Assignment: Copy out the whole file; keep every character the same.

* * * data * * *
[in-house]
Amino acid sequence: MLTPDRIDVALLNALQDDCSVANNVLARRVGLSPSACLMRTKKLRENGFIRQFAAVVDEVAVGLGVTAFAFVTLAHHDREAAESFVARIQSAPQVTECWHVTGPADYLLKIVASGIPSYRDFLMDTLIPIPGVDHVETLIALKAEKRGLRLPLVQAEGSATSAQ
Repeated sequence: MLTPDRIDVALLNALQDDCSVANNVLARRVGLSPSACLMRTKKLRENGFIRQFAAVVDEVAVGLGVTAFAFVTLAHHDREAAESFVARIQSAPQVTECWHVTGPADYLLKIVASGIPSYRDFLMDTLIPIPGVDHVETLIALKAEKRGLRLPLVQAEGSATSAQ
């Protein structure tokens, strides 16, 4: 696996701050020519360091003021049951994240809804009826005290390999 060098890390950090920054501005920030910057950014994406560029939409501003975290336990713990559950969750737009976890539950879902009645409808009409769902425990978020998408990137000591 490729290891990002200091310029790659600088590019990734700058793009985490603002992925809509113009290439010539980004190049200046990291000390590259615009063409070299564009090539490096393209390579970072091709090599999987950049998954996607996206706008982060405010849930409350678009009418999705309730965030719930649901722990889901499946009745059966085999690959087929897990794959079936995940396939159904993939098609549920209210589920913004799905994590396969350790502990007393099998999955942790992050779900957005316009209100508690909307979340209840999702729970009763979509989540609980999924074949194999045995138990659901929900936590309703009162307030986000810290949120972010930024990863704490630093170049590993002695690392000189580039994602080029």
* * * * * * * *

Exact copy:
[in-house]
Amino acid sequence: MLTPDRIDVALLNALQDDCSVANNVLARRVGLSPSACLMRTKKLRENGFIRQFAAVVDEVAVGLGVTAFAFVTLAHHDREAAESFVARIQSAPQVTECWHVTGPADYLLKIVASGIPSYRDFLMDTLIPIPGVDHVETLIALKAEKRGLRLPLVQAEGSATSAQ
Repeated sequence: MLTPDRIDVALLNALQDDCSVANNVLARRVGLSPSACLMRTKKLRENGFIRQFAAVVDEVAVGLGVTAFAFVTLAHHDREAAESFVARIQSAPQVTECWHVTGPADYLLKIVASGIPSYRDFLMDTLIPIPGVDHVETLIALKAEKRGLRLPLVQAEGSATSAQ
């Protein structure tokens, strides 16, 4: 696996701050020519360091003021049951994240809804009826005290390999 060098890390950090920054501005920030910057950014994406560029939409501003975290336990713990559950969750737009976890539950879902009645409808009409769902425990978020998408990137000591 490729290891990002200091310029790659600088590019990734700058793009985490603002992925809509113009290439010539980004190049200046990291000390590259615009063409070299564009090539490096393209390579970072091709090599999987950049998954996607996206706008982060405010849930409350678009009418999705309730965030719930649901722990889901499946009745059966085999690959087929897990794959079936995940396939159904993939098609549920209210589920913004799905994590396969350790502990007393099998999955942790992050779900957005316009209100508690909307979340209840999702729970009763979509989540609980999924074949194999045995138990659901929900936590309703009162307030986000810290949120972010930024990863704490630093170049590993002695690392000189580039994602080029």